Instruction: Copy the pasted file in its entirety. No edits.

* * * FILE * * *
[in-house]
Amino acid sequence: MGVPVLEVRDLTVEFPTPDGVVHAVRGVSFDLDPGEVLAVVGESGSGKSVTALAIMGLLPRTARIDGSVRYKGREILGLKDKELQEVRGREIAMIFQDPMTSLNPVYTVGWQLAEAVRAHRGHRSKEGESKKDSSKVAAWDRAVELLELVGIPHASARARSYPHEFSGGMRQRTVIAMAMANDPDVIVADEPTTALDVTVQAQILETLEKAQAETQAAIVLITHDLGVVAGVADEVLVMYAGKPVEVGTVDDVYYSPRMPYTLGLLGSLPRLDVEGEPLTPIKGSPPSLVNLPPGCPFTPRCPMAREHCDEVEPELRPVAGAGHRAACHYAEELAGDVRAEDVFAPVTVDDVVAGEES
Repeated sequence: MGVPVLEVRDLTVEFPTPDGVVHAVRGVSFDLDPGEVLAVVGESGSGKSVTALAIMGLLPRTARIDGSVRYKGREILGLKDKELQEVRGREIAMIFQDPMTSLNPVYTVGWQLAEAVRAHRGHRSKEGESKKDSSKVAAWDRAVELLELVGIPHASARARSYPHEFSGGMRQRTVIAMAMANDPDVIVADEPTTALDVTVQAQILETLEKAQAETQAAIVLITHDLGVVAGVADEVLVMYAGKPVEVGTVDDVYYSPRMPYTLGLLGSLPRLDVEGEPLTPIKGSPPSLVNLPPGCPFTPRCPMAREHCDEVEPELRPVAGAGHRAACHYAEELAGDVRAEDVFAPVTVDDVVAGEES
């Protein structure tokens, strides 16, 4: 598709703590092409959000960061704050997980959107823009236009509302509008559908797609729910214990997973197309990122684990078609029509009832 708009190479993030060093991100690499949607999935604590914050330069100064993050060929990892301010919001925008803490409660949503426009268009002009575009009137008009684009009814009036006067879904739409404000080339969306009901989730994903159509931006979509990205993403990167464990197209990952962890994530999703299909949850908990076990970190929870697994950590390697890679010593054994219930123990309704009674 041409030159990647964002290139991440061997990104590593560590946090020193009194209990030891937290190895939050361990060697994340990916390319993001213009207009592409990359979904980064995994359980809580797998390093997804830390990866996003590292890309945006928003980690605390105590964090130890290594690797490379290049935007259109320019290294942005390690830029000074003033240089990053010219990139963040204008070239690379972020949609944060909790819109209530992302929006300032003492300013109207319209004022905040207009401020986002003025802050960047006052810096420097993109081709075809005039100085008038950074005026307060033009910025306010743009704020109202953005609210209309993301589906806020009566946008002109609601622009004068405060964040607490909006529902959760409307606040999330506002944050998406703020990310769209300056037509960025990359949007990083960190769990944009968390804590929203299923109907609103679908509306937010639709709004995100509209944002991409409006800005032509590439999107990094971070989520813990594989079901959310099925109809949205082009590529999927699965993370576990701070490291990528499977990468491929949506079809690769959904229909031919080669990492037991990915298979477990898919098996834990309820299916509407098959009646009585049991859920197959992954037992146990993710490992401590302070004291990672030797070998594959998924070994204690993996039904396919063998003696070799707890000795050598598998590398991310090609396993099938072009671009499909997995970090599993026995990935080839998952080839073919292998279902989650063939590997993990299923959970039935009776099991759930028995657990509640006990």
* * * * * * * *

[in-house]
Amino acid sequence: MGVPVLEVRDLTVEFPTPDGVVHAVRGVSFDLDPGEVLAVVGESGSGKSVTALAIMGLLPRTARIDGSVRYKGREILGLKDKELQEVRGREIAMIFQDPMTSLNPVYTVGWQLAEAVRAHRGHRSKEGESKKDSSKVAAWDRAVELLELVGIPHASARARSYPHEFSGGMRQRTVIAMAMANDPDVIVADEPTTALDVTVQAQILETLEKAQAETQAAIVLITHDLGVVAGVADEVLVMYAGKPVEVGTVDDVYYSPRMPYTLGLLGSLPRLDVEGEPLTPIKGSPPSLVNLPPGCPFTPRCPMAREHCDEVEPELRPVAGAGHRAACHYAEELAGDVRAEDVFAPVTVDDVVAGEES
Repeated sequence: MGVPVLEVRDLTVEFPTPDGVVHAVRGVSFDLDPGEVLAVVGESGSGKSVTALAIMGLLPRTARIDGSVRYKGREILGLKDKELQEVRGREIAMIFQDPMTSLNPVYTVGWQLAEAVRAHRGHRSKEGESKKDSSKVAAWDRAVELLELVGIPHASARARSYPHEFSGGMRQRTVIAMAMANDPDVIVADEPTTALDVTVQAQILETLEKAQAETQAAIVLITHDLGVVAGVADEVLVMYAGKPVEVGTVDDVYYSPRMPYTLGLLGSLPRLDVEGEPLTPIKGSPPSLVNLPPGCPFTPRCPMAREHCDEVEPELRPVAGAGHRAACHYAEELAGDVRAEDVFAPVTVDDVVAGEES
């Protein structure tokens, strides 16, 4: 598709703590092409959000960061704050997980959107823009236009509302509008559908797609729910214990997973197309990122684990078609029509009832 708009190479993030060093991100690499949607999935604590914050330069100064993050060929990892301010919001925008803490409660949503426009268009002009575009009137008009684009009814009036006067879904739409404000080339969306009901989730994903159509931006979509990205993403990167464990197209990952962890994530999703299909949850908990076990970190929870697994950590390697890679010593054994219930123990309704009674 041409030159990647964002290139991440061997990104590593560590946090020193009194209990030891937290190895939050361990060697994340990916390319993001213009207009592409990359979904980064995994359980809580797998390093997804830390990866996003590292890309945006928003980690605390105590964090130890290594690797490379290049935007259109320019290294942005390690830029000074003033240089990053010219990139963040204008070239690379972020949609944060909790819109209530992302929006300032003492300013109207319209004022905040207009401020986002003025802050960047006052810096420097993109081709075809005039100085008038950074005026307060033009910025306010743009704020109202953005609210209309993301589906806020009566946008002109609601622009004068405060964040607490909006529902959760409307606040999330506002944050998406703020990310769209300056037509960025990359949007990083960190769990944009968390804590929203299923109907609103679908509306937010639709709004995100509209944002991409409006800005032509590439999107990094971070989520813990594989079901959310099925109809949205082009590529999927699965993370576990701070490291990528499977990468491929949506079809690769959904229909031919080669990492037991990915298979477990898919098996834990309820299916509407098959009646009585049991859920197959992954037992146990993710490992401590302070004291990672030797070998594959998924070994204690993996039904396919063998003696070799707890000795050598598998590398991310090609396993099938072009671009499909997995970090599993026995990935080839998952080839073919292998279902989650063939590997993990299923959970039935009776099991759930028995657990509640006990």